I read this shortly after it was first published and recently brought another copy to reread and it still grips and disappoints in equal measure. The actual story about an investigation within an expanding house! is superb and breaks new imaginative ground in a thoroughly logical manner, but, it is wrapped with another story about the truth or otherwise of the main story. Unfortunately the outer wrap adds nothing of any value to the main and is a complete waste of the readers time and effort, for the simple reason it is just not that good. I can understand what the author was trying to do with the outer wrap, but, he failed miserably. However, the saving grace is that you can actually just read the Navidson''s story without having to put up with the authors surrounding clap trap and as such this is a satisfying read and wholly recommended. If you do decide to actually read the entire book cover to cover, well good luck with that and when at the half way point you are considering whether or not to end it all, do not say I did not warn you.
26 people found this helpful
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jonathan ward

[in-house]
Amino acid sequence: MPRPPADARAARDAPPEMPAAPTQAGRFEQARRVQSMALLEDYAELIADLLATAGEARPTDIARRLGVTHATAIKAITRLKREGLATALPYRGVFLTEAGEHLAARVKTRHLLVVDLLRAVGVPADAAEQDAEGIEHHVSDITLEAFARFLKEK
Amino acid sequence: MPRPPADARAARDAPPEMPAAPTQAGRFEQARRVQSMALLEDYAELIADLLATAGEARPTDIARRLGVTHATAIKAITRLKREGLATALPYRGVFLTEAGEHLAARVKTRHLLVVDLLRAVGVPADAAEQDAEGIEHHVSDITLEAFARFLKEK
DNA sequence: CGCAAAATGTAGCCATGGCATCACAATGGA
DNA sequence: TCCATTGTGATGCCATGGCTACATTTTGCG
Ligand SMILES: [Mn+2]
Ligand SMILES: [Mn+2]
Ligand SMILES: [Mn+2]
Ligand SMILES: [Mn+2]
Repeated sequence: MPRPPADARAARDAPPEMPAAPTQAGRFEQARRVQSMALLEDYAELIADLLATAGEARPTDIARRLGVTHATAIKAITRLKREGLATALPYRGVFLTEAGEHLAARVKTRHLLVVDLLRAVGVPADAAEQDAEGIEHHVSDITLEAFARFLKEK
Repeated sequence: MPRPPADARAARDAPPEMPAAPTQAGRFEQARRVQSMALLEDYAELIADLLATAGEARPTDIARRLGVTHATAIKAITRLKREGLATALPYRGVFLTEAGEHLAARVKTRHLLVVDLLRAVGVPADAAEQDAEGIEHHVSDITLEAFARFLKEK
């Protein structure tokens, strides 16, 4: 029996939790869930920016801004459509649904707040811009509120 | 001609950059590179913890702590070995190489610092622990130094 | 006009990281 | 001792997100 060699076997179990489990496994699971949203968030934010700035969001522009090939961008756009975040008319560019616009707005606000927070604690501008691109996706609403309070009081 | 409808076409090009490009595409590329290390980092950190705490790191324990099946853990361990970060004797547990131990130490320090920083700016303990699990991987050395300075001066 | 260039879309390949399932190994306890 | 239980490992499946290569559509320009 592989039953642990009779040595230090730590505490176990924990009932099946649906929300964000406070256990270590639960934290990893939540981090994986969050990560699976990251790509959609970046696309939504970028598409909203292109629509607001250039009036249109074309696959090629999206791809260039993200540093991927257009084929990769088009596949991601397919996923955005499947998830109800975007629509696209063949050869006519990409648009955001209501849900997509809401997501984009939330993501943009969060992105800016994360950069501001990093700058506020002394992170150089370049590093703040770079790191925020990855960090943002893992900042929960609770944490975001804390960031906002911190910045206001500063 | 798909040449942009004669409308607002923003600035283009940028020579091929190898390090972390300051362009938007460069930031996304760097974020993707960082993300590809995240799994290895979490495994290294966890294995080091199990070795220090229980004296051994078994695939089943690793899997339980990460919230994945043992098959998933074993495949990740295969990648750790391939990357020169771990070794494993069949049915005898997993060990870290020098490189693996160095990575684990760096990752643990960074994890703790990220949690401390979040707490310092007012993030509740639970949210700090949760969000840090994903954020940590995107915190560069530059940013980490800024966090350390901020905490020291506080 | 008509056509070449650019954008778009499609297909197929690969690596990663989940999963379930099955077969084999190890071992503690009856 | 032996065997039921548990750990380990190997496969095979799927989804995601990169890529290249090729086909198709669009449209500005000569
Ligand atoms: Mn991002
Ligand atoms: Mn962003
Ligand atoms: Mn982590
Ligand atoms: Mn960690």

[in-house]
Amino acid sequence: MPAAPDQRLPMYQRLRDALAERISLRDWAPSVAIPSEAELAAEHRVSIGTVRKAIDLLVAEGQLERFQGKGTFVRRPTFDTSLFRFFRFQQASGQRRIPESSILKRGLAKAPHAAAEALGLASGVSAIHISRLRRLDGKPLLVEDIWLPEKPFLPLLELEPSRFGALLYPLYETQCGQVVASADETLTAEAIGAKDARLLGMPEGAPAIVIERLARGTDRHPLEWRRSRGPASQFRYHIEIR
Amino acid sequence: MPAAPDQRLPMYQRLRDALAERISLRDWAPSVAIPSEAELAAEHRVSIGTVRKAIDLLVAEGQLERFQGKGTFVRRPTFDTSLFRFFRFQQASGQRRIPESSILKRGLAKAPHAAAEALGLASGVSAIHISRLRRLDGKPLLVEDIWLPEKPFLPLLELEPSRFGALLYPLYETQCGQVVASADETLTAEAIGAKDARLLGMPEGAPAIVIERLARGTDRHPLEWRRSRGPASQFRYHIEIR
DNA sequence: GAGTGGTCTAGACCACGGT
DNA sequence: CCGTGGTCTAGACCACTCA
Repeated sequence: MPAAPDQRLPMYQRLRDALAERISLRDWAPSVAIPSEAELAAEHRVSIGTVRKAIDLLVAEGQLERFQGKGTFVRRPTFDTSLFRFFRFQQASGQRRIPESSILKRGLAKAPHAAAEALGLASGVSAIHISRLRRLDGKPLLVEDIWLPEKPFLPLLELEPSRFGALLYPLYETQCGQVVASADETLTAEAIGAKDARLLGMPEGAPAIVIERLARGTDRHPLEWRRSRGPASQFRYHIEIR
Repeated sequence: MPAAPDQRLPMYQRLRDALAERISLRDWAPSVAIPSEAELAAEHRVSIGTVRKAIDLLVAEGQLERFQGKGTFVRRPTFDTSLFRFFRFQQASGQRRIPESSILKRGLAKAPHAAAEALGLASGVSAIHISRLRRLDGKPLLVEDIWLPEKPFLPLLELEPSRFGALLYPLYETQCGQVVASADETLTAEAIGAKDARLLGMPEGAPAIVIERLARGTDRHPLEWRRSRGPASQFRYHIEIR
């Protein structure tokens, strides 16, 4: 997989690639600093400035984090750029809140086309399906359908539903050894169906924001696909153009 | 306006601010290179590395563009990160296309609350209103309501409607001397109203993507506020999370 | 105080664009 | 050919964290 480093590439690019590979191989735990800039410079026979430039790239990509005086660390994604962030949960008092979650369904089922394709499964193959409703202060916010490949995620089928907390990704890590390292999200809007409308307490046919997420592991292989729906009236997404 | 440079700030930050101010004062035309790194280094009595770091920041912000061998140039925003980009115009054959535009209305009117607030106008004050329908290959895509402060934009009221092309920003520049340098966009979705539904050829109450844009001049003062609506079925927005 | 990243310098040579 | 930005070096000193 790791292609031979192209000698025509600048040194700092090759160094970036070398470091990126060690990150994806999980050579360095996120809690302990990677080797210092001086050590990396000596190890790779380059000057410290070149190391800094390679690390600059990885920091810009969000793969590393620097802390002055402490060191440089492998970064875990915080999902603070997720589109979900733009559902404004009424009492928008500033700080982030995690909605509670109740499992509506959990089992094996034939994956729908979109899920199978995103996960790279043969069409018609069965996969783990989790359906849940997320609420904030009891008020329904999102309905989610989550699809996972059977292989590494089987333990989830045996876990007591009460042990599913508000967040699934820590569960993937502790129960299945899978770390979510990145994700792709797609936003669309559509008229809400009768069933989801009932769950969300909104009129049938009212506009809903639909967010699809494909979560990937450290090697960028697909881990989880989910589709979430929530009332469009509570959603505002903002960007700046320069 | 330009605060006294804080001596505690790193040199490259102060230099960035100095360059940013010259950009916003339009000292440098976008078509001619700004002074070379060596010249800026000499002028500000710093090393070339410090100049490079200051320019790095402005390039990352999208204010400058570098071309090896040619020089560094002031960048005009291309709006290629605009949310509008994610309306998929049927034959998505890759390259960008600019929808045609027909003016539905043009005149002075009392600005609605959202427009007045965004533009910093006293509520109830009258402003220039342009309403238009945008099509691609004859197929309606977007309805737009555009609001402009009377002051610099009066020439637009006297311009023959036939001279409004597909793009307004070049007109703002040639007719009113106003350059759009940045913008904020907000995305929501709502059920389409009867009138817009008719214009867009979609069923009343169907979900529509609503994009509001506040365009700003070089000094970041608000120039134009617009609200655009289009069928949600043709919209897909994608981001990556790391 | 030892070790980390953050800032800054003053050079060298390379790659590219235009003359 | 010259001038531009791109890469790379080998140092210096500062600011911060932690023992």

3.0 out of 5 starsVerified Purchase
well written, average story and curiously gimmicky
Reviewed in the United Kingdom on December 8, 2019
A YouTube video asked if this was the scariest book out there. The answer is No. It''s not. Don''t fall for the hype. It''s simply a well written, average story, not scary but interesting. And relatively educational to boot. I''m glad that I''ve actually read it, at least 99.99%...See more
A YouTube video asked if this was the scariest book out there. The answer is No. It''s not. Don''t fall for the hype. It''s simply a well written, average story, not scary but interesting. And relatively educational to boot. I''m glad that I''ve actually read it, at least 99.99% of it, (I missed out one and a half of the tedious lists) but I don''t know if I''ll ever read it again. It''s clearly gimmicky, reading back to front, upside down and all that, and mostly that works, but sometimes it really doesn''t. It suffers from an excessive number of footnotes that I learned to despise, as they tended to detract from the reading experience. It''s like going to a Beethoven concert and having the orchestra stop every minute or so while the conductor explains why a certain note was played, or the history behind woodwind instruments, or, hey, here''s a long list of classical composers. My advice, read the book and ignore a couple of long lists, you''ll know them when you see them, and forget about any footnotes that don''t look remotely interesting. Of which there are a copious amount. But like I said, I''m glad I read it. Something to talk about.....should I ever meet anyone else who''s read it.
16 people found this helpful
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Ruth Abbott
4.0 out of 5 starsVerified Purchase
Strange, addictive and slowly creepy
Reviewed in the United Kingdom on August 13, 2016